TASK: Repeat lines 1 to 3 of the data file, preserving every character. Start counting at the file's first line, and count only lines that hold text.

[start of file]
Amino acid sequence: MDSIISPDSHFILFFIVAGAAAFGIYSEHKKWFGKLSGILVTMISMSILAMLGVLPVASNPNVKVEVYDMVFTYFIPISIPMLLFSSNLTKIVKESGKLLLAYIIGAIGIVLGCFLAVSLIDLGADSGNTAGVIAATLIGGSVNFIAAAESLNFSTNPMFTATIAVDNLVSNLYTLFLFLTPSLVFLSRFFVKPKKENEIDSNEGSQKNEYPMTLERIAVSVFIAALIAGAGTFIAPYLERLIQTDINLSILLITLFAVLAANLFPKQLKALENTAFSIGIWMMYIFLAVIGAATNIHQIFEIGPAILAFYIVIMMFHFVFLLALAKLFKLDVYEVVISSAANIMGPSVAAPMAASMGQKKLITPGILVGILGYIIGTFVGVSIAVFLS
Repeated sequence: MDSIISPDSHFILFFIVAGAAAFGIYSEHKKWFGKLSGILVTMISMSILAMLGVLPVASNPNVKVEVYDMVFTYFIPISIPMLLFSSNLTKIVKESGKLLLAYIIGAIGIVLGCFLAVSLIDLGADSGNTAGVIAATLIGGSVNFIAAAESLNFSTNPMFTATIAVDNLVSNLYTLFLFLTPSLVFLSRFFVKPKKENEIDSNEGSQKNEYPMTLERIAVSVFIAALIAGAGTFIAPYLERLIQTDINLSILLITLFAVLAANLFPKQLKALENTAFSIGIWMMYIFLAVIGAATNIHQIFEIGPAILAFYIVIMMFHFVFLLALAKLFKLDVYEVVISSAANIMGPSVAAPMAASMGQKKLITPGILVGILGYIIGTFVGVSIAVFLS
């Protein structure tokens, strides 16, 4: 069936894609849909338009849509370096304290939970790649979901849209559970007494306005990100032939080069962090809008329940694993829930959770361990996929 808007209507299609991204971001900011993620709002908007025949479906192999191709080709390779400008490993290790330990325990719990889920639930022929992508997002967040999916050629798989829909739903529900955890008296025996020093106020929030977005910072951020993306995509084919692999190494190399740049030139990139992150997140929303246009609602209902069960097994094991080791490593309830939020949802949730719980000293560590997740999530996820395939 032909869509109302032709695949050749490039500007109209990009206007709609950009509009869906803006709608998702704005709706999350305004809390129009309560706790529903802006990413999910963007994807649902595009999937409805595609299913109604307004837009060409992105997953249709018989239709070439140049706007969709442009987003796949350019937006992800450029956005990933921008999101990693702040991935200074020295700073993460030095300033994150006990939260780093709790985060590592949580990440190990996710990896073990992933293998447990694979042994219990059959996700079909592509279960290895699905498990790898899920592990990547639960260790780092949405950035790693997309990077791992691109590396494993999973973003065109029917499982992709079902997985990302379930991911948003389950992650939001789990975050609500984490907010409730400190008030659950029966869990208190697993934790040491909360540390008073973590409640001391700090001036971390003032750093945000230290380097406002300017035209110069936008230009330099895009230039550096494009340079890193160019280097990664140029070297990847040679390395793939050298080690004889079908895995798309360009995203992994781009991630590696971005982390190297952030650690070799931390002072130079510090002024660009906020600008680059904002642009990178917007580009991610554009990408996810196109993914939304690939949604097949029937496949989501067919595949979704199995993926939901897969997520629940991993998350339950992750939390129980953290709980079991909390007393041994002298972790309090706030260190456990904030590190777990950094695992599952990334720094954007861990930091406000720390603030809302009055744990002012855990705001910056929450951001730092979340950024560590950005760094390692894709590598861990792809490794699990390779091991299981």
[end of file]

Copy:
Amino acid sequence: MDSIISPDSHFILFFIVAGAAAFGIYSEHKKWFGKLSGILVTMISMSILAMLGVLPVASNPNVKVEVYDMVFTYFIPISIPMLLFSSNLTKIVKESGKLLLAYIIGAIGIVLGCFLAVSLIDLGADSGNTAGVIAATLIGGSVNFIAAAESLNFSTNPMFTATIAVDNLVSNLYTLFLFLTPSLVFLSRFFVKPKKENEIDSNEGSQKNEYPMTLERIAVSVFIAALIAGAGTFIAPYLERLIQTDINLSILLITLFAVLAANLFPKQLKALENTAFSIGIWMMYIFLAVIGAATNIHQIFEIGPAILAFYIVIMMFHFVFLLALAKLFKLDVYEVVISSAANIMGPSVAAPMAASMGQKKLITPGILVGILGYIIGTFVGVSIAVFLS
Repeated sequence: MDSIISPDSHFILFFIVAGAAAFGIYSEHKKWFGKLSGILVTMISMSILAMLGVLPVASNPNVKVEVYDMVFTYFIPISIPMLLFSSNLTKIVKESGKLLLAYIIGAIGIVLGCFLAVSLIDLGADSGNTAGVIAATLIGGSVNFIAAAESLNFSTNPMFTATIAVDNLVSNLYTLFLFLTPSLVFLSRFFVKPKKENEIDSNEGSQKNEYPMTLERIAVSVFIAALIAGAGTFIAPYLERLIQTDINLSILLITLFAVLAANLFPKQLKALENTAFSIGIWMMYIFLAVIGAATNIHQIFEIGPAILAFYIVIMMFHFVFLLALAKLFKLDVYEVVISSAANIMGPSVAAPMAASMGQKKLITPGILVGILGYIIGTFVGVSIAVFLS
């Protein structure tokens, strides 16, 4: 069936894609849909338009849509370096304290939970790649979901849209559970007494306005990100032939080069962090809008329940694993829930959770361990996929 808007209507299609991204971001900011993620709002908007025949479906192999191709080709390779400008490993290790330990325990719990889920639930022929992508997002967040999916050629798989829909739903529900955890008296025996020093106020929030977005910072951020993306995509084919692999190494190399740049030139990139992150997140929303246009609602209902069960097994094991080791490593309830939020949802949730719980000293560590997740999530996820395939 032909869509109302032709695949050749490039500007109209990009206007709609950009509009869906803006709608998702704005709706999350305004809390129009309560706790529903802006990413999910963007994807649902595009999937409805595609299913109604307004837009060409992105997953249709018989239709070439140049706007969709442009987003796949350019937006992800450029956005990933921008999101990693702040991935200074020295700073993460030095300033994150006990939260780093709790985060590592949580990440190990996710990896073990992933293998447990694979042994219990059959996700079909592509279960290895699905498990790898899920592990990547639960260790780092949405950035790693997309990077791992691109590396494993999973973003065109029917499982992709079902997985990302379930991911948003389950992650939001789990975050609500984490907010409730400190008030659950029966869990208190697993934790040491909360540390008073973590409640001391700090001036971390003032750093945000230290380097406002300017035209110069936008230009330099895009230039550096494009340079890193160019280097990664140029070297990847040679390395793939050298080690004889079908895995798309360009995203992994781009991630590696971005982390190297952030650690070799931390002072130079510090002024660009906020600008680059904002642009990178917007580009991610554009990408996810196109993914939304690939949604097949029937496949989501067919595949979704199995993926939901897969997520629940991993998350339950992750939390129980953290709980079991909390007393041994002298972790309090706030260190456990904030590190777990950094695992599952990334720094954007861990930091406000720390603030809302009055744990002012855990705001910056929450951001730092979340950024560590950005760094390692894709590598861990792809490794699990390779091991299981």